I took this book out of the library just over a month ago, in the hope of finding a few useful bits and bobs for an coursework essay on women in Victorian literature. Last year, I became vaguely aware that Gilbert and Gubar must be pretty influential, since so many other critics seemed to be referring to them, but I don't think any amount of recommendation could have prepared me to be quite so blown away.
This book went so far above and beyond my expectations that I'd bought my own copy and taken the library book back within a week. I pretty well devoured it, and had to make myself stop reading so that I didn't neglect writing the essay for which I'd obtained it.
It's a rare and magical thing when you discover a critic who not only writes a fascinating and compelling argument, but actually makes it readable and accessible. As to the reviewers who found it verbose and poorly written, Lord help you if you have to wade through anything of the usual density of pretentious academics. I often find reading critical material a pretty depressing experience for that reason, but Gilbert and Gubar managed somehow to make it all seem incredibly exciting.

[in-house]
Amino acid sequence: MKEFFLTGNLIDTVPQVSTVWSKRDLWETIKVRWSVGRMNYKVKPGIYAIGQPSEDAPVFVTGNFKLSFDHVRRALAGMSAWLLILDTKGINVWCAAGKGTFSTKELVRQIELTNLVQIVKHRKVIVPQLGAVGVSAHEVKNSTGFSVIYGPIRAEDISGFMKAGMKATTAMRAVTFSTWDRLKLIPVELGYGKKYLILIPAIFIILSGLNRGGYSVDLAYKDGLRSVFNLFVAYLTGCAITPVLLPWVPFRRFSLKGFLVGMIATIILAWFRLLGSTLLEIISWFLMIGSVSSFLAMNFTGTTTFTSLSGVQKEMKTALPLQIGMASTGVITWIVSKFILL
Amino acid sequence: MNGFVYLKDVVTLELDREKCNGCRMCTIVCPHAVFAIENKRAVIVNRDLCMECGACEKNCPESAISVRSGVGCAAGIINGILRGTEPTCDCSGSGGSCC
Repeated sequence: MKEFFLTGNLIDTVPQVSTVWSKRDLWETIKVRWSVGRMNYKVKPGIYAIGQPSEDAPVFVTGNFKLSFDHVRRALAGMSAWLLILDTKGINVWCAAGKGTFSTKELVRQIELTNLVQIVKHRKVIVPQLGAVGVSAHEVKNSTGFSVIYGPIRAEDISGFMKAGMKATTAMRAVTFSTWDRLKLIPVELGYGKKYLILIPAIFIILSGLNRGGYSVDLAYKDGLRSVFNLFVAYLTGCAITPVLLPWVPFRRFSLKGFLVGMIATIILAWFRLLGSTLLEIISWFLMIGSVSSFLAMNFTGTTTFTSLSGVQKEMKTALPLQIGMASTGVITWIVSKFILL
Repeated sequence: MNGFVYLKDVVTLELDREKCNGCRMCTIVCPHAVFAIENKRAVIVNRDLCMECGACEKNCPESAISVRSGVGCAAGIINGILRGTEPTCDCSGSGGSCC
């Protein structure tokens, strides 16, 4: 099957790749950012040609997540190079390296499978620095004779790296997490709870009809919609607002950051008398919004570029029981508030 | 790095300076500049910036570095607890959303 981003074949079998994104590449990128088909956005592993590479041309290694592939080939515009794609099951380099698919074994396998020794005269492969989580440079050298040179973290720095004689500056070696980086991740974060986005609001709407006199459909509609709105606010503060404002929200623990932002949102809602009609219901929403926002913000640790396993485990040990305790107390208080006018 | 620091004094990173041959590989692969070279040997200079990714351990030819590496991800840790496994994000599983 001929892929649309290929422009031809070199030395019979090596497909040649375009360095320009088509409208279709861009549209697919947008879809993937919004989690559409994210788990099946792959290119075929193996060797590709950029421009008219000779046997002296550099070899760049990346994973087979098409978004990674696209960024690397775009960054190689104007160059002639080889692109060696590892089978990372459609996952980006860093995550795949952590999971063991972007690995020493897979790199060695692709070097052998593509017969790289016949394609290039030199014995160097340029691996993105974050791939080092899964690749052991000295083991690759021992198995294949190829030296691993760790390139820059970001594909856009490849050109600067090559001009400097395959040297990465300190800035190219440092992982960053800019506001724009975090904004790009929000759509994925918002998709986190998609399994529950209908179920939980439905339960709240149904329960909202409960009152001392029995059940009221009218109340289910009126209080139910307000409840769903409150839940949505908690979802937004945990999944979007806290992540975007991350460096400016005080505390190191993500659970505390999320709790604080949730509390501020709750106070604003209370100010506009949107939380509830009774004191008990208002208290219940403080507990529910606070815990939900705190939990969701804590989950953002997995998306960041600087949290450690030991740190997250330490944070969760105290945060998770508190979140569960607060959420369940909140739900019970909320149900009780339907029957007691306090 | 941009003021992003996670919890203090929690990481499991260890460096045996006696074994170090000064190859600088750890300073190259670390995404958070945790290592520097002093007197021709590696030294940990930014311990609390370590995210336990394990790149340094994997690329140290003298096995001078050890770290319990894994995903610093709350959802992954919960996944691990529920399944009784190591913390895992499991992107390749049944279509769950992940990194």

Five stars also for sheer comprehensiveness - something on this scale must have taken a phenomenal amount of work. The book might present itself as an examination of nineteenth-century literature exclusively, but it definitely goes way beyond that, analysing the mythology that has been defining women in Western culture for centuries. I can, as a result, see myself returning to this again and again, both for university essays, and for my own personal benefit.
An absolute must-read for anyone remotely interested in feminist theory and/or the social functions of the myths and images that recur time and again in English literature.